Events: AGM: Masterclass President’s address 2013/14
The LED legacy
Richard Caple: ‘There is still a knowledge gap’
luminance, then the “investment” may end up not being so wise.’ On both counts the society, which he noted was growing, with a current membership of more than 3500 worldwide, had a strong role to play. ‘The SLL provides a wealth of education and guidance on best practices, and we must continue banging the drum on quality lighting,’ he said.
‘I would hate to see good lighting take second place to a good internet connection’ Caple also raised the uncertainty which hung over areas such as the relationship between lighting and wellbeing. ‘Humancentric lighting, or however you wish to term it, seems to be the current in-vogue topic. While it is generally acknowledged that changes in the colour and intensity of lighting can affect our mood, wellbeing, alertness and productivity, I feel it is still unclear how we actually apply this,’ he said. ‘Do the needs change if you are working in an office compared to a hospital?’ Ultimately much more independent research was needed, he said, ‘and, importantly I think, we must never forget that there is no substitute for daylight.’ He said that the SLL was working on a position paper around this topic, which was scheduled for publication later this year. There was, of course, a wider uncertainty stemming from Brexit, continued Caple, an issue about which he would be t
The fallout of the LED revolution was a key theme in incoming president Richard Caple’s address. Acknowledging the radical change that the lighting industry has undergone over the past decade, Richard Caple said that it had left ‘a legacy of misunderstanding’ about LEDs. ‘I think it is recognised by most that the LED revolution is over, but I still think...that when it comes to this technology, greater clarity is needed from manufacturers and suppliers, as well as improved standardisation. I still feel there is a knowledge gap between end users and professionals.’ Although he was fascinated by the degree to which the industry had so quickly become technical and involved, he also had concerns, Caple said. ‘If we compare a modern luminaire today with one of 10 years ago, the two are very different animals. They are different because not only do today’s luminaires provide light, but they are also a platform for other embodied technologies, such as Wi-Fi, Li-Fi, Bluetooth, and sensors that can monitor CO2, temperature, humidity and so on. ‘While I am not suggesting that this is necessarily a bad thing, I think crucially we must not forget that first and foremost, a luminaire is exactly that – a device to illuminate our space.’ While it was essential to embrace new technologies and an ever greater connected world, Caple argued that the lighting industry must never forget that quality lighting is fundamental to people’s health and wellbeing. ‘I would hate to see good lighting take second place to a good internet connection,’ he said. He also expressed concern that far too much emphasis was placed on the energy-saving potential of LED technology. ‘While this is, of course, extremely important, not least from an environmental perspective, it is just one factor in the overall consideration. I see whole projects being based on energy, CO2 and maintenance savings with not a single lighting calculation being made to check that the proposed replacement will meet the requirements of the space and its users.’ He said that ‘return on investment and paybacks seems to rule over all else’. ‘As Iain Macrae discusses in his article in the last Newsletter [May/June 2017], staff costs far outweigh any capital or maintenance costs for a building. If the new lighting is not fit for purpose and fails to meet the basics such as light levels, uniformity, colour performance, and compliance with glare and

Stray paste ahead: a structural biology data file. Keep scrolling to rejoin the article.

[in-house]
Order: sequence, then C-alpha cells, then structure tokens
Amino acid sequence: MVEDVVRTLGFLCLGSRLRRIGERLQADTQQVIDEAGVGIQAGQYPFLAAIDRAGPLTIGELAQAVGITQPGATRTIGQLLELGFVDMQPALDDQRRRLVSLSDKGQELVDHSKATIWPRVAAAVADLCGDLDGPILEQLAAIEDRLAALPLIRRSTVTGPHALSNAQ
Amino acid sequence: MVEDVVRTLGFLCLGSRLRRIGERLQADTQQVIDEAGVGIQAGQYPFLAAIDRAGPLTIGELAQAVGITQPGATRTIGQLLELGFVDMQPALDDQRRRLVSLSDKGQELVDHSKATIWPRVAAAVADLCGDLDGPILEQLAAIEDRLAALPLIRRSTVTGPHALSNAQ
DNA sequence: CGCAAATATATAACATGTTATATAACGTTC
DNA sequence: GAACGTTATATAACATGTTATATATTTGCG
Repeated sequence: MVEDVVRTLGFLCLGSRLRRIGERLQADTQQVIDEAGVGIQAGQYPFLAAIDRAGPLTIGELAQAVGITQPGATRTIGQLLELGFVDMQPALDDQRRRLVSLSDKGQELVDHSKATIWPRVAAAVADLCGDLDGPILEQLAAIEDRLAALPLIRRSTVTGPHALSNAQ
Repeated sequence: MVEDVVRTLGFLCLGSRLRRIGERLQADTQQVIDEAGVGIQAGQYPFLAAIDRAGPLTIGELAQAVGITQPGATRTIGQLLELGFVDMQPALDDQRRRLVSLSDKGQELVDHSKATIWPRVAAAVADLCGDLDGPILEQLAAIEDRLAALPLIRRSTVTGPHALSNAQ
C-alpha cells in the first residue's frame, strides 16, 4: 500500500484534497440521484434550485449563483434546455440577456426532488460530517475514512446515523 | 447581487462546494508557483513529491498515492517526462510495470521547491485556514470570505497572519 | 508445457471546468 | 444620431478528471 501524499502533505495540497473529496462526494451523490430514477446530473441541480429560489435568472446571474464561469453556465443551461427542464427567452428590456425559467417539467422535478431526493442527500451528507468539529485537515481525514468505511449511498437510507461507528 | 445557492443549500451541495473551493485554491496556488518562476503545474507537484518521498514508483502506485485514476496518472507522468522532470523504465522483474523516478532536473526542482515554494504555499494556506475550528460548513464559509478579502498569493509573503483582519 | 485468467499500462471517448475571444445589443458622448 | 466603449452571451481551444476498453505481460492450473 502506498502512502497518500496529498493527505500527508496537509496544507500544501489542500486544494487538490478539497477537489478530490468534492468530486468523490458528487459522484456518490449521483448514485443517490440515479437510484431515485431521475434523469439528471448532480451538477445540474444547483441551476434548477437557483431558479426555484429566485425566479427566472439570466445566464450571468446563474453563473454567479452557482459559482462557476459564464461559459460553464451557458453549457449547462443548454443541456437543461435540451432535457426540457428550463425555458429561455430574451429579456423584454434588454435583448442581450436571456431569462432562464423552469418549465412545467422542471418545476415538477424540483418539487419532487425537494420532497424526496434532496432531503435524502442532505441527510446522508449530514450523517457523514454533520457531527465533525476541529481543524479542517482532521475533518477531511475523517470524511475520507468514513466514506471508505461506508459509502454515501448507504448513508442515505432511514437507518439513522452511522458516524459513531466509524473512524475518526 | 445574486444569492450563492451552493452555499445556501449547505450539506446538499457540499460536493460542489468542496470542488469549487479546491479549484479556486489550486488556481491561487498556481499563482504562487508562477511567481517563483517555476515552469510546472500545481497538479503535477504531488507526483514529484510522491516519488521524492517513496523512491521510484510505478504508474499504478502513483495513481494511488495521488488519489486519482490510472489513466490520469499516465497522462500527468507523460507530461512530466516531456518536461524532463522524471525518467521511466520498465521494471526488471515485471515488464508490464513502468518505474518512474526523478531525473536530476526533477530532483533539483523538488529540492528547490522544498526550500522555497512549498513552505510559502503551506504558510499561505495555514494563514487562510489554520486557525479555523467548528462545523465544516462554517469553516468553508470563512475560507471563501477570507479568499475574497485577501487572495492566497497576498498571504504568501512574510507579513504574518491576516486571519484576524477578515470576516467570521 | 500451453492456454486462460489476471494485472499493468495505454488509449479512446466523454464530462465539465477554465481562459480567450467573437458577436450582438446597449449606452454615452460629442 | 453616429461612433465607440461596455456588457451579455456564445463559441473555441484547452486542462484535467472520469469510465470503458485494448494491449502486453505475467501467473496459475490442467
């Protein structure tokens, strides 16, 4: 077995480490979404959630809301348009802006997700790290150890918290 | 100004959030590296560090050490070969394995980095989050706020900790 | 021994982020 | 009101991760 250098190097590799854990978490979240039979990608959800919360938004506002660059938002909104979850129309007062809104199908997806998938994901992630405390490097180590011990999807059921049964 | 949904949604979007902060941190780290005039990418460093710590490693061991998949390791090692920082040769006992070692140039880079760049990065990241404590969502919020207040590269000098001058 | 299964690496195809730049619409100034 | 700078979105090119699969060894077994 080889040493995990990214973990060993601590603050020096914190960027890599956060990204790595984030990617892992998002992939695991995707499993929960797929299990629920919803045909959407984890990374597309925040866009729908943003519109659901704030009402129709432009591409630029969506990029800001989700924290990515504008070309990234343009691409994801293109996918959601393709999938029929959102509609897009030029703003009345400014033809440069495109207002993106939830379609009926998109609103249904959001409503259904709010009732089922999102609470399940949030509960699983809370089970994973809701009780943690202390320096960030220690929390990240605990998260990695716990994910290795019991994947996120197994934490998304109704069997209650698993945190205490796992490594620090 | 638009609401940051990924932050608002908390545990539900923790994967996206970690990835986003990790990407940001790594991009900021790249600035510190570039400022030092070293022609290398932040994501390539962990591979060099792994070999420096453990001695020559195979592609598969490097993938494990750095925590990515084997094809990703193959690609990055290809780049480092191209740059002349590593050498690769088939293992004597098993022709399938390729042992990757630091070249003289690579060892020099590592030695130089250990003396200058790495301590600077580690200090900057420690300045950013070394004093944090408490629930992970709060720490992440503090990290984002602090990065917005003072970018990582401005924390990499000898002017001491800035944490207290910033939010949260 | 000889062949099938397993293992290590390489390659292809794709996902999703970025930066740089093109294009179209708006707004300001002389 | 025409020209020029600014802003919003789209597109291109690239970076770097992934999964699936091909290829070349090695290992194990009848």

Photography: Michael Eleftheriades
The lighting profession must come to terms with the many implications of evolving technology, argued incoming SLL president Richard Caple in his AGM address